Anchor an #NCLUDE Learning Group

#NCLUDE is designed so that individuals, pairs, or groups can host their own learning group. You may find our Q&A section below helpful if you are not sure whether your idea is a good fit for #NCLUDE. Anchoring an #NCLUDE group involves three steps:


Create a learning group:

  • Let the ODI know you are interested.
  • Identify your topic and intended audience.
  • Select your educational resources.


Prepare for a successful group:

  • Submit dates, modality, and group description.
  • Help promote your group.
  • Attend anchor training.


Anchor your meetings:

  • Communicate with your group.
  • Keep meetings on track.
  • Update the ODI with attendance.

Creating your learning group

If you are interested in anchoring, the first step is letting us know. #NCLUDE is designed so that groups can address a wide variety of topics that fit into one or more of the following categories:

  • Elevating knowledge and awareness about historical or social context of underrepresented groups or cultures,
  • Developing skills for pursuing inclusive excellence and fostering belonging,
  • Developing skills or support for navigating (and dismantling) institutionalized structures of oppression or marginalization.

Additionally, #NCLUDE learning groups can be open to anyone (staff, faculty, students, or even community members) or you might choose to focus on a particular audience. For example, you might want to host a learning group with the intention of recruiting the majority of participants from your unit, or you might focus on participants who have a particular role (students, staff, instructors, supervisors). You can work with the ODI to establish your intended audience.

Finally, you'll want to work with us to identify the educational resources you want to use for your group. This could be a book (or two), a collection of short readings, a series of videos, or any combination of these items.

Email to let us know you are interested.

Preparing for success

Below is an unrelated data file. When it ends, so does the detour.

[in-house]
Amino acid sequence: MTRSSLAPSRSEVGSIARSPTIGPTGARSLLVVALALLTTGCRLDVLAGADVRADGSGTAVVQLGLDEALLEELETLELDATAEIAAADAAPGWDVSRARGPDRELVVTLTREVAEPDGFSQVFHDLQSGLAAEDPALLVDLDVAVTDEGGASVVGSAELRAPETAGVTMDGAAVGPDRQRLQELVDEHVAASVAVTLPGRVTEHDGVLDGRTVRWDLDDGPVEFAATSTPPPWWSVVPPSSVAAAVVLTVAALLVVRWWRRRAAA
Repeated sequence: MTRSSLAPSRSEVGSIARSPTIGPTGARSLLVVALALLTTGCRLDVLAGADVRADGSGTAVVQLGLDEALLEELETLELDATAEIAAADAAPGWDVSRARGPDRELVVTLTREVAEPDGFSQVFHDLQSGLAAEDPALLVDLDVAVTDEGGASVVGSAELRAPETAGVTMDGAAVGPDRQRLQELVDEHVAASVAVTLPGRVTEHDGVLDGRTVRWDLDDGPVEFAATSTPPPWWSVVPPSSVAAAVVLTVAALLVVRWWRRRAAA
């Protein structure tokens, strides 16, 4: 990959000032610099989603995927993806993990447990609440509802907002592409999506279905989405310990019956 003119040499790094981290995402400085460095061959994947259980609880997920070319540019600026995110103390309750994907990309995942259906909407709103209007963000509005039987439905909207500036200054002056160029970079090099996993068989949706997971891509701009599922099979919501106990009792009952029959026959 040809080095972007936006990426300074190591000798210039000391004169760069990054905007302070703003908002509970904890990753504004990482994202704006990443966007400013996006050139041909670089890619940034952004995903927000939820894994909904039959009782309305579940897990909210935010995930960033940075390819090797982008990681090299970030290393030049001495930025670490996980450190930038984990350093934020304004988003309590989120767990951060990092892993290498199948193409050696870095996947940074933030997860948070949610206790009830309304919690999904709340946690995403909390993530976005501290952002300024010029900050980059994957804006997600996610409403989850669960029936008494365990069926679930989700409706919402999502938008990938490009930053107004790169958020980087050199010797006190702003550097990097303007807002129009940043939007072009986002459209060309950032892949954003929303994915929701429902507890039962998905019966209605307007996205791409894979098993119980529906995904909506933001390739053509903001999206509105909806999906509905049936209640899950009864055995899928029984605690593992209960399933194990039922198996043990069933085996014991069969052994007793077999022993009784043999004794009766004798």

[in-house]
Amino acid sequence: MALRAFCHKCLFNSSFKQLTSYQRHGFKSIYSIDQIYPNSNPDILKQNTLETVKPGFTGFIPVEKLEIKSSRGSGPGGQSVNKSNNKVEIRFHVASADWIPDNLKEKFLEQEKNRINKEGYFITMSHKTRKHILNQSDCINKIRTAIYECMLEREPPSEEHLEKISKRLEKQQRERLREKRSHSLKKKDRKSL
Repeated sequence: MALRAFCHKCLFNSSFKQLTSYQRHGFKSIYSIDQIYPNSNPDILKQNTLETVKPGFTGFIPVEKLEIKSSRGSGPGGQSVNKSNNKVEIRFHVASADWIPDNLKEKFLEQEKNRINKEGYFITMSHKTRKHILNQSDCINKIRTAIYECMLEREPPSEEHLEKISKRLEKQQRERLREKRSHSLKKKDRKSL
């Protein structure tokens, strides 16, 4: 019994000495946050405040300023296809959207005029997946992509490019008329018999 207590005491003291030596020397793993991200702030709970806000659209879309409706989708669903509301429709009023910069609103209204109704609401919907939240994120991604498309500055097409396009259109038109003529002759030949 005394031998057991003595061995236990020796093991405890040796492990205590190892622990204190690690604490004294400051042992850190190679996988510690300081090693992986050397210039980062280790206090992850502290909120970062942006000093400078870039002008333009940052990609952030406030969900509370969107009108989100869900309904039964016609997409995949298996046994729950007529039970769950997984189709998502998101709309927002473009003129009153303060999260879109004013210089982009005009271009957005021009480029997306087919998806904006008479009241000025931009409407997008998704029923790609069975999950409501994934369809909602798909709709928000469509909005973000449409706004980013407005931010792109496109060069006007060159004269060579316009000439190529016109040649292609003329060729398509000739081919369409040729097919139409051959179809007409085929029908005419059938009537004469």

Once you've worked with the ODI to create a learning group, it's time to set the community up for success. This involves recruiting participants and preparing yourself to anchor the group. The first part is easy: select your meeting dates and modality, and work with the ODI to develop a group description.

Recruiting participants is a joint venture. The ODI will handle registration, promote the group to our broader #NCLUDE community, add it to the #NCLUDE website, and include it in our newsletter. We'll also help design a flier so that you can promote your group. We cap groups at 12 and think six is enough to have a good experience.

We'll also ask anchors to join us for a 75-minute training, where we'll address logistics, introduce you to "The Circle Way" as a guiding structure for groups, and answer any questions you might have about your role.

Anchor your learning group

Learning group anchors aren't experts. They are people committed to creating a space where people can learn and grow. We expect everyone in a learning group will have knowledge, experiences, and awareness from which others learn. Anchors provide the logistical foundations for that mutual learning.

We will use resources from "The Circle Way" to help you establish a structure where roles rotate each meeting that help facilitate the group discussion. Your job is to make sure these roles are reassigned at the end of each meeting so that the group runs itself next time.

We do ask that you keep the ODI updated with attendance records and reach out to us if you have any challenges. We hope that as an anchor, you will encourage others in your group to become anchors in the future!

Anchoring FAQ's

Q. Who can “anchor” a learning group?